The Declaration of Romanticism


The term Romance causes endless confusion. Tell someone on the street you are a writer of romantic fiction and they will envision broad chested men with golden hair wooing big bosomed women with dark hair. Tell a linguist and she will ask if you write in French or Italian. Tell an English Professor and he will ask if you prefer Keats or Wordsworth (or, perhaps, he will ask if the term signifies anything at all).


Romanticism is little better. Clumped with poets like Shelley, who wrote with energy of thought about individuals and their deep personal values, are intellectuals like Schopenhauer who taught that individuals were controlled by an invisible, powerful will and thus individuals had no personal values.


Romance originally denoted the vernacular language of France as opposed to Latin. In Lyrical Ballads by WIlliam Wordsworth and Samuel Taylor Coleridge, they wrote in their Advertisement to readers that


The majority of the following poems are to be considered as experiments. They were written chiefly with the view to ascertain how far the language of conversation in the middle and lower classes of society is adopted to the purposes of poetic pleasure.

Their experiment sparked what we now call "The English Romantic movement." Their goal was to attempt to use vernacular language in poetry. This does not mean that they spoke exactly like the Brit on the street. Rather, this literature was of the people but forged through the furnace of the imagination and tempered by reason. It was a whole new language for poetry.


Romanticism is like Liberty in that men have always felt a desire for it, but not until a formal declaration is announced are they capable of fully realizing it. Wordsworth and the early romantics, in their experiment attempted to create that declaration.


Though there are similarities between romanticism and liberty, there are differences too. Most importantly is enforcement. The Declaration of Independence is a political document, which imbued a nation with its cohesive spirit. Liberty can be enforced, or, more aptly, protected through physical force. There can be no liberty when men can use force on their neighbors. Romanticism cannot be protected in the same way. Moreover, political liberty is a prerequisite to aesthetic Romanticism. It is no coincidence that the romantic poet, Lord Byron, died defending Greece's Independence. It is in the veins of a romantic spirit to act such.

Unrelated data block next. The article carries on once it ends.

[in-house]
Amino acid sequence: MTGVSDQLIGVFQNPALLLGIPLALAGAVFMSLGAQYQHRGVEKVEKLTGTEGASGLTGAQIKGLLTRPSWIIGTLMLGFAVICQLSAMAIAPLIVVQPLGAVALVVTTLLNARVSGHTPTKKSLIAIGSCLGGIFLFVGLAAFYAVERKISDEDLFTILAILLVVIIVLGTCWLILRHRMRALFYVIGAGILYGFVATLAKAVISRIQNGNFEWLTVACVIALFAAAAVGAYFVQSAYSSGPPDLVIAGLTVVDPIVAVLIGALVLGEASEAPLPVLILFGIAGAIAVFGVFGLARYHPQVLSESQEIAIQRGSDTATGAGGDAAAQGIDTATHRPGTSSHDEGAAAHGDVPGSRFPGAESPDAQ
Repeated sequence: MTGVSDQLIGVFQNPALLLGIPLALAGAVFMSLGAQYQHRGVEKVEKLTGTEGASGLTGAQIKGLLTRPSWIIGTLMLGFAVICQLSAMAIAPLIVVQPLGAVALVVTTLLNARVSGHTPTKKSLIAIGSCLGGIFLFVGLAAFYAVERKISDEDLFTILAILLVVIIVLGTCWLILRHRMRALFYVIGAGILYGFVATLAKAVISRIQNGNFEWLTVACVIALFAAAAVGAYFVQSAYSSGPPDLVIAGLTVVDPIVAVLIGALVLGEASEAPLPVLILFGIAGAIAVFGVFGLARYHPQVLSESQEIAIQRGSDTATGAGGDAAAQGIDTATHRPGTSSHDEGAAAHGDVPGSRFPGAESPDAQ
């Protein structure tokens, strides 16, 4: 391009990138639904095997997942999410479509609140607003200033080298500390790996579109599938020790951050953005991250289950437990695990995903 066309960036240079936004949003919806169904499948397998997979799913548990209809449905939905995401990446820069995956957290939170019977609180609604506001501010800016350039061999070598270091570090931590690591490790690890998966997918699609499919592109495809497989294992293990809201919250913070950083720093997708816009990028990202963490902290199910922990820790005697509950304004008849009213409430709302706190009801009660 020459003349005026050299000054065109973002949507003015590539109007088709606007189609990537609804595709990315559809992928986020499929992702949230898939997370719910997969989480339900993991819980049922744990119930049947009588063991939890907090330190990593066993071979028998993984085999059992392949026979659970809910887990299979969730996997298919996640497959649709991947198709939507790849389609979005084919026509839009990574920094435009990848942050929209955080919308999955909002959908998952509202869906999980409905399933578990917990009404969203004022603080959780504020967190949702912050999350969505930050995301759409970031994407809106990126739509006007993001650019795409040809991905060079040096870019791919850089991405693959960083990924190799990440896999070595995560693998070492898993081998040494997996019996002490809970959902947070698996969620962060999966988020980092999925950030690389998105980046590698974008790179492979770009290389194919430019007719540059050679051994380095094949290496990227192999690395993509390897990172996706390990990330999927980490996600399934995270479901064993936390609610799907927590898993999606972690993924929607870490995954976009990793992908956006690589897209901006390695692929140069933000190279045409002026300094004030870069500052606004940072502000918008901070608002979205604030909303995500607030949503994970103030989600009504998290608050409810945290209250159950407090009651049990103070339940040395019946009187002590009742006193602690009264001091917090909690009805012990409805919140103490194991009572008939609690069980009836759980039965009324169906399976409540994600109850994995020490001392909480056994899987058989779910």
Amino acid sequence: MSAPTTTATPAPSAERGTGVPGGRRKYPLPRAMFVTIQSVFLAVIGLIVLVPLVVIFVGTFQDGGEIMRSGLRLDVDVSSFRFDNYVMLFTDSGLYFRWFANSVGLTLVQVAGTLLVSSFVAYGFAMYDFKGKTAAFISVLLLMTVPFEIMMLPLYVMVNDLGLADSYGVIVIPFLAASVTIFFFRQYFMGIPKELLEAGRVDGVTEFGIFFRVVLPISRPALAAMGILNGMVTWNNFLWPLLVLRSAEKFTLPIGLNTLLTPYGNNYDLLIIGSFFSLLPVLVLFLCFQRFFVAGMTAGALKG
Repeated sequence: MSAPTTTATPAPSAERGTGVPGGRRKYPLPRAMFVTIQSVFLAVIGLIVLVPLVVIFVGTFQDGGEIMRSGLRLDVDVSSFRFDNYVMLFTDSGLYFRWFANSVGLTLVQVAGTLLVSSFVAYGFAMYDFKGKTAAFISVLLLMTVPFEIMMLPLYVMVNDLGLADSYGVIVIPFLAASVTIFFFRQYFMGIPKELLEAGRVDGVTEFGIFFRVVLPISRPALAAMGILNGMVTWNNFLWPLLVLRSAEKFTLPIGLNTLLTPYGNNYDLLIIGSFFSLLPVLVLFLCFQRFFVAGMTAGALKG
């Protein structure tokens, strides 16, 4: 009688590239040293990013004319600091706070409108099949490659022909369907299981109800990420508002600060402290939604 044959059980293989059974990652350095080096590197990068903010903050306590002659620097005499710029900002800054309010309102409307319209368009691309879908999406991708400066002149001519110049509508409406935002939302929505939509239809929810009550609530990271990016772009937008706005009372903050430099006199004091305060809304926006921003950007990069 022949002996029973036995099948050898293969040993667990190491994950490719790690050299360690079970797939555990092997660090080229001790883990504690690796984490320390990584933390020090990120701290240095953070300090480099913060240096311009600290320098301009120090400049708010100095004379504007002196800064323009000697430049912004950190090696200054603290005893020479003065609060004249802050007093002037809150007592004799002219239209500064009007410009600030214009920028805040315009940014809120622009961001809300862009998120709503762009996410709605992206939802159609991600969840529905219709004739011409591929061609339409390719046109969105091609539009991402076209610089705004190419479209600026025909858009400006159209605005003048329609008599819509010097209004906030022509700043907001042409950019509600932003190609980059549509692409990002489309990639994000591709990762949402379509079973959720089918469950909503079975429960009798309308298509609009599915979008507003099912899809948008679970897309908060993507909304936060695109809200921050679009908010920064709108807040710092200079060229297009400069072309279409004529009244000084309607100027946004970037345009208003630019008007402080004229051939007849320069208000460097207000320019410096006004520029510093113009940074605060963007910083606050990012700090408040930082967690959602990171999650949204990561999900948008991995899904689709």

Romanticism is a product of the human mind, and thus must not use physical violence but rhetorical devices such as argument, inspiration, marketing, conversation to persuade writers and readers of its value.


Scholars today would argue the early romantics failed in this. After all, the movement is no longer in existence. I do not believe they failed. They were sabotaged. Often, by those very individuals who pretended to defend them.


The only way to create a Declaration of Romanticism is through reading romantic literature. We may declare aloud: Here, in this land, there be Romanticism. But until men and women develop their faculty of judgment, they will be like freed slaves who remain mentally enslaved.


Wordsworth continues:


An accurate taste in Poetry, and in all other arts is an acquired talent, which can only be produced by severe thought and a long continued intercourse with the best models of composition.

This is the first job of Troubadour Magazine. To be the Declaration of Romanticism, by cultivating a selection of work for readers and writers to use in order to train the mind, heighten the senses, and entertain the soul.


In Issue 1, you will read the work of two modern romanticists and several elder forefathers. Included in this issue is:


Essay: A Clarion Call to Readers and Writers (from Kirk Barbera)


Drama: The Spirit of a Romantic: Cyrano de Bergerac's No Thank You Speech by Edmond Rostand


Poem: Flower's Bloom by Jeremiah Cobra


Poem: The Blossom by William Blake


Tale: For Five Minutes I Lived by Maddox Herring


Poem: Ode on a Grecian Urn by John Keats


Tale: Dr. Heidegger's Experiment By Nathaniel Hawthorne


Poem: El Dorado by Edgar Allan Poe


For those of you interested in going on the writer's journey into the land of Romanticism, please send a docx of your poem, short story, or essay to kirkbarbera@troubadourmag.com.



DOWNLOAD THE PDF OF ISSUE ONE BY CLICKING THE IMAGE BELOW!